Sir William Sidney Smith

British Admiral

Admiral Cuthbert CollingwoodAnother daring Royal Navy officer, Sir William Sidney Smith proved a perennial thorn in the side of both Republican and Imperial France during the long wars.

His early career saw him at the battle of Cape St Vincent and Toulon, where he scuttled the bulk of the French ships before the British withdrawal, and in the service of the King of Sweden, earning a Swedish knighthood.

His adventures led to him being captured while on a raid near Le Havre, but Smith staged a remarkable break out from the Temple prison in Paris and found his way back to England.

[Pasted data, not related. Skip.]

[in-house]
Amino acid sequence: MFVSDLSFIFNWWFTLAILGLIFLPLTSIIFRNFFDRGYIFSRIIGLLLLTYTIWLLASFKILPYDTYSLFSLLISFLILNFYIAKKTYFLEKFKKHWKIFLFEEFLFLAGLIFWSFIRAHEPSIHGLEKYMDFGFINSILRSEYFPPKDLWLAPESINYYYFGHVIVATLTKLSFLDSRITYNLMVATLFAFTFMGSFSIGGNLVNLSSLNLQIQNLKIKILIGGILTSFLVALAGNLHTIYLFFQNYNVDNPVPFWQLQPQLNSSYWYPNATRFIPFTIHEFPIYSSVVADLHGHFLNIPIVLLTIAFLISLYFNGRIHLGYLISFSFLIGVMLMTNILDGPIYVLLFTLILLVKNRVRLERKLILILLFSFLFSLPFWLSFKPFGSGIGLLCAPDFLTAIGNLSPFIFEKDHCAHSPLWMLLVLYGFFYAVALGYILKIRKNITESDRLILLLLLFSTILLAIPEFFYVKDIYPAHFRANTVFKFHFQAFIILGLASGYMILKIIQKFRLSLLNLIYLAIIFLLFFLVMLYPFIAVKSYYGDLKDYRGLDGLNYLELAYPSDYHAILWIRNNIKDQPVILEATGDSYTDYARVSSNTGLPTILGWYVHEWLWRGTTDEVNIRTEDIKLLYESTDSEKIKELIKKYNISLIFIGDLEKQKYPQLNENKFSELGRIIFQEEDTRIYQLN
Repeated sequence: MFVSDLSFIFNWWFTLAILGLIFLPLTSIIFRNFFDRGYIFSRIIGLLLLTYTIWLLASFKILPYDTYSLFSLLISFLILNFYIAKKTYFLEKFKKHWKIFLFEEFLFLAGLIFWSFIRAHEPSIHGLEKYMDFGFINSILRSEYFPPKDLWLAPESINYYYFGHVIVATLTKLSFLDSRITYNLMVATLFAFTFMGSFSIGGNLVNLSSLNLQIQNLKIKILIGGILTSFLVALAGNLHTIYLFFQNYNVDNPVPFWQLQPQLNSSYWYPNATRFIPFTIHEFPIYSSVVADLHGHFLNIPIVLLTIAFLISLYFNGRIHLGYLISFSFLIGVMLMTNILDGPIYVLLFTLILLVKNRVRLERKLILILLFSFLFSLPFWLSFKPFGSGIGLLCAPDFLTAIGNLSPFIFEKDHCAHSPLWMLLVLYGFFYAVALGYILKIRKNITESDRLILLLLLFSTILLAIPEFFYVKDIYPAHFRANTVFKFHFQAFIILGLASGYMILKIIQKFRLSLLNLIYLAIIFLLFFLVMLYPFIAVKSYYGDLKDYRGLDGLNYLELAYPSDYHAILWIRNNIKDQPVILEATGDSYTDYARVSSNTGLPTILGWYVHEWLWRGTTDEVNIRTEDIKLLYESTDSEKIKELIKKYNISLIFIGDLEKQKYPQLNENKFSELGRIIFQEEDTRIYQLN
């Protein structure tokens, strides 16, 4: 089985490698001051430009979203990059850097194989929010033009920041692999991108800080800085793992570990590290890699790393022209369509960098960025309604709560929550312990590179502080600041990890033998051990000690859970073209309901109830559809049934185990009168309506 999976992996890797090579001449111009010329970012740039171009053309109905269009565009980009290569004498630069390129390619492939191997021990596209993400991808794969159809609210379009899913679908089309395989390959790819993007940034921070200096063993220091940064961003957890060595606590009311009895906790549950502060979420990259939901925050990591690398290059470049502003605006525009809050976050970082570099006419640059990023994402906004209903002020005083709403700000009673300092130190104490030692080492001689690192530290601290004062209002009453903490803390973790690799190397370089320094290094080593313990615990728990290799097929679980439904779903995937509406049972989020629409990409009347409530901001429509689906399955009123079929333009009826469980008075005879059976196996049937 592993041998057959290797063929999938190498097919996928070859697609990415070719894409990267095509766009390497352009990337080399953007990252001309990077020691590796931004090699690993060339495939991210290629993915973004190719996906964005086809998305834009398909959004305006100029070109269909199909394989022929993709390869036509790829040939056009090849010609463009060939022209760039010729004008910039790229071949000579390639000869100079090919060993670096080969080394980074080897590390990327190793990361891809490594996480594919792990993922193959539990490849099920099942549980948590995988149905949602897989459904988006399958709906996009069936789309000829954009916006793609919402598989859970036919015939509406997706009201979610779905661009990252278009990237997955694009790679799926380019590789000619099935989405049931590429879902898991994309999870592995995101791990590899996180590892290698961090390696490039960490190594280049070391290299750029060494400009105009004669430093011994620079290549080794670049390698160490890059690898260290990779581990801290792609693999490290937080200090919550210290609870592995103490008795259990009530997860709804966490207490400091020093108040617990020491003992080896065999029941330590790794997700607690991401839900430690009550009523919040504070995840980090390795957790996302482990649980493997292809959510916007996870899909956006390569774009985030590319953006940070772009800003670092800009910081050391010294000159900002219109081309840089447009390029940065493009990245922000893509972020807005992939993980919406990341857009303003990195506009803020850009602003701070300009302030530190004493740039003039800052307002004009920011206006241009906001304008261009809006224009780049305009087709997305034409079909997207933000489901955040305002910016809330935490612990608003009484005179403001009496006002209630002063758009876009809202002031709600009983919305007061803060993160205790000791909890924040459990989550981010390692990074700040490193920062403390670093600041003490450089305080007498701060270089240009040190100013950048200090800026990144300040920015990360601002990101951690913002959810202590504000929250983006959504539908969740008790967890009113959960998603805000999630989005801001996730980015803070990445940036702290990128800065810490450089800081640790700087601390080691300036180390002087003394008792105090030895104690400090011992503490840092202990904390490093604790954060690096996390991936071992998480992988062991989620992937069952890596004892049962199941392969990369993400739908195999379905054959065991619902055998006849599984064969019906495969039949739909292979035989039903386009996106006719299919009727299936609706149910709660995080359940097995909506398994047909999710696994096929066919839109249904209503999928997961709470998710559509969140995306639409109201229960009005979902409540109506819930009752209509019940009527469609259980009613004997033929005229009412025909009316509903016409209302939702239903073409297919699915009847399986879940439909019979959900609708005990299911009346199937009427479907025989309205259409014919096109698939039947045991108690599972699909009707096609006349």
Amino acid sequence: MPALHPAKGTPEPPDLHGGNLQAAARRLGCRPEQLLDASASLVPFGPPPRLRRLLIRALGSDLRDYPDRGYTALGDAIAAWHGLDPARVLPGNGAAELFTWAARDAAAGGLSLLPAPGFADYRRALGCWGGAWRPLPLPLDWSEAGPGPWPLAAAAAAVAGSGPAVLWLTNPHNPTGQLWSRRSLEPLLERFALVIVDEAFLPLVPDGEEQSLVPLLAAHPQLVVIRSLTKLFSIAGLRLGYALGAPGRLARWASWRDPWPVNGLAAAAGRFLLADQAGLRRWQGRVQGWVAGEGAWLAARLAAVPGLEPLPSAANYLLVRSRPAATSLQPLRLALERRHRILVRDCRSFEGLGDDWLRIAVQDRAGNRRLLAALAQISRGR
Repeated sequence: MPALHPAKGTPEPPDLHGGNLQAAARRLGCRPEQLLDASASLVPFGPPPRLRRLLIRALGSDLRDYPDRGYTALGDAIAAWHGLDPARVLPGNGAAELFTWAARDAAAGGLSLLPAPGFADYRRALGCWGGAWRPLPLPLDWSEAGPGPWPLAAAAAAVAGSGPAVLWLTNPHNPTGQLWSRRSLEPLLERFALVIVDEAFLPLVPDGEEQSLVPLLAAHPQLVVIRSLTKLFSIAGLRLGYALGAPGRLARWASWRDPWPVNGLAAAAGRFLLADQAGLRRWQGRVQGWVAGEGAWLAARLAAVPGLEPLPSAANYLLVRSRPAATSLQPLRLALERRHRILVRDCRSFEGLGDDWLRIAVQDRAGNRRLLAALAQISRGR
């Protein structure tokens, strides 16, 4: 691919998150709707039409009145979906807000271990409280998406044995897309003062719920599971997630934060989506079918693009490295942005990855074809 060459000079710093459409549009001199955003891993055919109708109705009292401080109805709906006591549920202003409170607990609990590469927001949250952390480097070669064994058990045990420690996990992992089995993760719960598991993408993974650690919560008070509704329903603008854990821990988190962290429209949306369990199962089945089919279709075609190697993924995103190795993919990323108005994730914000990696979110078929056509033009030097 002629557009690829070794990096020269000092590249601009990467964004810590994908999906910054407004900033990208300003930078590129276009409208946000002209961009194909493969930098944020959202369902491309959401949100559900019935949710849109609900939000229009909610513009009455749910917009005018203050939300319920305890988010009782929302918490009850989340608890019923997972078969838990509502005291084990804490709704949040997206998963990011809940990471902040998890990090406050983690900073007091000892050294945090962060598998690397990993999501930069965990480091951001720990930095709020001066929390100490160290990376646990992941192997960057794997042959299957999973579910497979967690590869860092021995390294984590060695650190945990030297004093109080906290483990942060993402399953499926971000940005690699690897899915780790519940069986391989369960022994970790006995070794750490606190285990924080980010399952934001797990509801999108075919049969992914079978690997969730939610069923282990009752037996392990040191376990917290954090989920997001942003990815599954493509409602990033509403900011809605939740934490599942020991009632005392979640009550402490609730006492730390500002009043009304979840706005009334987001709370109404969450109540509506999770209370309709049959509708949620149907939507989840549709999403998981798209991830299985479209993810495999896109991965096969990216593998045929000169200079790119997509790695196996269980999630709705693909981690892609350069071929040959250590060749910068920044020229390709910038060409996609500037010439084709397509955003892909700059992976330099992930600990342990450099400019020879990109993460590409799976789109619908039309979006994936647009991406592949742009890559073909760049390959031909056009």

At loggerheads with the shining star of the Royal Navy - Horatio Nelson - Smith found himself an independent command in the eastern Mediterranean and set about creating havoc for Napoleon Bonaparte's Army of Egypt.

Smith not only captured vital French siege guns - making it almost impossible for Bonaparte to capture Acre, but he also transported a Turkish army to face the enemy at Aboukir.

Smith's remarkable career led him to the field of Waterloo where he spent much of the day with the evacuation of British wounded.

Respected as a sailor, but disliked for his brashness, Smith was not knighted in Britain.

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